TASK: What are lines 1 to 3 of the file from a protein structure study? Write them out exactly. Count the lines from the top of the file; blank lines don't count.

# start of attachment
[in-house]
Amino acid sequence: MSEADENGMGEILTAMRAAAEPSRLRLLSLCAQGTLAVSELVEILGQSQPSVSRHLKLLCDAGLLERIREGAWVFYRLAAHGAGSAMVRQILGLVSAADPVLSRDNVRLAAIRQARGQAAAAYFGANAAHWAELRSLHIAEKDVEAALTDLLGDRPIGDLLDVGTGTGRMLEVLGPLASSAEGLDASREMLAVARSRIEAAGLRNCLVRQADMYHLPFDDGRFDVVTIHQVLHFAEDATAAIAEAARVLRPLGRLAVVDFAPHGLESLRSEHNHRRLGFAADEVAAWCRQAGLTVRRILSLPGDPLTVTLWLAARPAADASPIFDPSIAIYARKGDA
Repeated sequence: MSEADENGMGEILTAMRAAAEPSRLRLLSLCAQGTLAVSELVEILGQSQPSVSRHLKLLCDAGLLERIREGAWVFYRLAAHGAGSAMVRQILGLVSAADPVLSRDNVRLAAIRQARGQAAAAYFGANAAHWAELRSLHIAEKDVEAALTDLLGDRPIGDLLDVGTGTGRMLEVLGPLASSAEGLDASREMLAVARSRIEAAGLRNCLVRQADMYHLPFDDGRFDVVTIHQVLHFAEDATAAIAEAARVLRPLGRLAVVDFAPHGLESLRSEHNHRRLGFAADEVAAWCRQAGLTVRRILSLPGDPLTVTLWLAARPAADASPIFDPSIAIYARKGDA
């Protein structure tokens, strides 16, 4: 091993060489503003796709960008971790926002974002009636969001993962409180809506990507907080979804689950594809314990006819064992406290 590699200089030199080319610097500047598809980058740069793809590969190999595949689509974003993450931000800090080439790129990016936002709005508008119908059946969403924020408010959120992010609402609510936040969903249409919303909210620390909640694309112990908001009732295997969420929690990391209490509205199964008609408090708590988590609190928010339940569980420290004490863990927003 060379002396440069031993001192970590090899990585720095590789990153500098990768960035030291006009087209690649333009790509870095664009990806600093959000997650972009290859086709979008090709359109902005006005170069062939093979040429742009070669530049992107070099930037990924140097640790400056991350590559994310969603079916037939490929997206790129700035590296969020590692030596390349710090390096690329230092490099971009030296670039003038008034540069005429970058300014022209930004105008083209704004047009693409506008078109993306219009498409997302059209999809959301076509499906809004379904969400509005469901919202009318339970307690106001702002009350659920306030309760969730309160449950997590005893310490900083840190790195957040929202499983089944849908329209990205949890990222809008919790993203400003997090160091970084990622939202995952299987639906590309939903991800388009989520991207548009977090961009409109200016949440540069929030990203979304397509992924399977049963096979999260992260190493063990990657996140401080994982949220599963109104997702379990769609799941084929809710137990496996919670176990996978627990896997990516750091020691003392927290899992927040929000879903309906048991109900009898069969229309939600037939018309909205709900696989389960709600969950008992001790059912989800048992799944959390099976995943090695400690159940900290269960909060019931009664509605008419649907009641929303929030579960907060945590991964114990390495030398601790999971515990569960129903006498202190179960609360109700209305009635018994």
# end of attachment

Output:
[in-house]
Amino acid sequence: MSEADENGMGEILTAMRAAAEPSRLRLLSLCAQGTLAVSELVEILGQSQPSVSRHLKLLCDAGLLERIREGAWVFYRLAAHGAGSAMVRQILGLVSAADPVLSRDNVRLAAIRQARGQAAAAYFGANAAHWAELRSLHIAEKDVEAALTDLLGDRPIGDLLDVGTGTGRMLEVLGPLASSAEGLDASREMLAVARSRIEAAGLRNCLVRQADMYHLPFDDGRFDVVTIHQVLHFAEDATAAIAEAARVLRPLGRLAVVDFAPHGLESLRSEHNHRRLGFAADEVAAWCRQAGLTVRRILSLPGDPLTVTLWLAARPAADASPIFDPSIAIYARKGDA
Repeated sequence: MSEADENGMGEILTAMRAAAEPSRLRLLSLCAQGTLAVSELVEILGQSQPSVSRHLKLLCDAGLLERIREGAWVFYRLAAHGAGSAMVRQILGLVSAADPVLSRDNVRLAAIRQARGQAAAAYFGANAAHWAELRSLHIAEKDVEAALTDLLGDRPIGDLLDVGTGTGRMLEVLGPLASSAEGLDASREMLAVARSRIEAAGLRNCLVRQADMYHLPFDDGRFDVVTIHQVLHFAEDATAAIAEAARVLRPLGRLAVVDFAPHGLESLRSEHNHRRLGFAADEVAAWCRQAGLTVRRILSLPGDPLTVTLWLAARPAADASPIFDPSIAIYARKGDA